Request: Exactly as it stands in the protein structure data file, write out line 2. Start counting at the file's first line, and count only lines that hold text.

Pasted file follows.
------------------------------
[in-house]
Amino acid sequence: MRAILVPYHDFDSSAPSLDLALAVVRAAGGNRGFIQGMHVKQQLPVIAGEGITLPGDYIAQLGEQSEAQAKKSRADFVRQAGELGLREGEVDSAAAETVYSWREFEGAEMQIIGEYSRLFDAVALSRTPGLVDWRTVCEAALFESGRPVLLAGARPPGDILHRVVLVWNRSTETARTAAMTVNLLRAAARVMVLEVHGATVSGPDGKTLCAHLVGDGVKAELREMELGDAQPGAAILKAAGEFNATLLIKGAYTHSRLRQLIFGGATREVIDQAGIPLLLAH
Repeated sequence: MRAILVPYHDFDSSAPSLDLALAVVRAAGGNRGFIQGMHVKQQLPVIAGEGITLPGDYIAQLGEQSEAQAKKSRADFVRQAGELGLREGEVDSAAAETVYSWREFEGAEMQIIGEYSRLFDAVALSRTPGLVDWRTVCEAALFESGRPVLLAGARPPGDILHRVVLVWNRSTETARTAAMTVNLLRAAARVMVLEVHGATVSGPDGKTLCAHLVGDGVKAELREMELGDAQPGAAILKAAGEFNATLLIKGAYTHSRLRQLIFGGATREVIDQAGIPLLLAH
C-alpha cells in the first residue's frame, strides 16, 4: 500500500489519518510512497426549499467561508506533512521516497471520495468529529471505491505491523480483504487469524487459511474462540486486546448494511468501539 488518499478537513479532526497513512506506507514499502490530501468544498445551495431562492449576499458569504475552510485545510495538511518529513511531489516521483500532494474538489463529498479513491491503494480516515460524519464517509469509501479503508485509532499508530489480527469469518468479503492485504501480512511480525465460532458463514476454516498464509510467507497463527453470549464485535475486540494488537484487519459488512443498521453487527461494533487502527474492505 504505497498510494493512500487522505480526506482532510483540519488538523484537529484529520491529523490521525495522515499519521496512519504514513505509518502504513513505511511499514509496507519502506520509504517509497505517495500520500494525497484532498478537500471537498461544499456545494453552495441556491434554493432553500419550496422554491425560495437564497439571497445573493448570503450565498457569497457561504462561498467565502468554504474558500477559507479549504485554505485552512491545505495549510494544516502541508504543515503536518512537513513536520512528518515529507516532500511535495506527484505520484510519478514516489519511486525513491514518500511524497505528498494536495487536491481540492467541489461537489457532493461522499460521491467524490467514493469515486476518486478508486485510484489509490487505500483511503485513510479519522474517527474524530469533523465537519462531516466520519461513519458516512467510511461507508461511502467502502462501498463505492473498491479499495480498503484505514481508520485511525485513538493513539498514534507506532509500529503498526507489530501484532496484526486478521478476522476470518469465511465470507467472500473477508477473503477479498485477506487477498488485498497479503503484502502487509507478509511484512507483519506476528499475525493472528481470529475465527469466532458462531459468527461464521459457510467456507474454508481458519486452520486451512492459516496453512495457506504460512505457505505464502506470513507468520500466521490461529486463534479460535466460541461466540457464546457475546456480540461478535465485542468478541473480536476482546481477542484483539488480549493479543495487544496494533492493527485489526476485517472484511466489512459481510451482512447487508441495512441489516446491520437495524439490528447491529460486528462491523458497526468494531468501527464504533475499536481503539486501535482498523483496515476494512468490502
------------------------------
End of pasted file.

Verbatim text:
Amino acid sequence: MRAILVPYHDFDSSAPSLDLALAVVRAAGGNRGFIQGMHVKQQLPVIAGEGITLPGDYIAQLGEQSEAQAKKSRADFVRQAGELGLREGEVDSAAAETVYSWREFEGAEMQIIGEYSRLFDAVALSRTPGLVDWRTVCEAALFESGRPVLLAGARPPGDILHRVVLVWNRSTETARTAAMTVNLLRAAARVMVLEVHGATVSGPDGKTLCAHLVGDGVKAELREMELGDAQPGAAILKAAGEFNATLLIKGAYTHSRLRQLIFGGATREVIDQAGIPLLLAH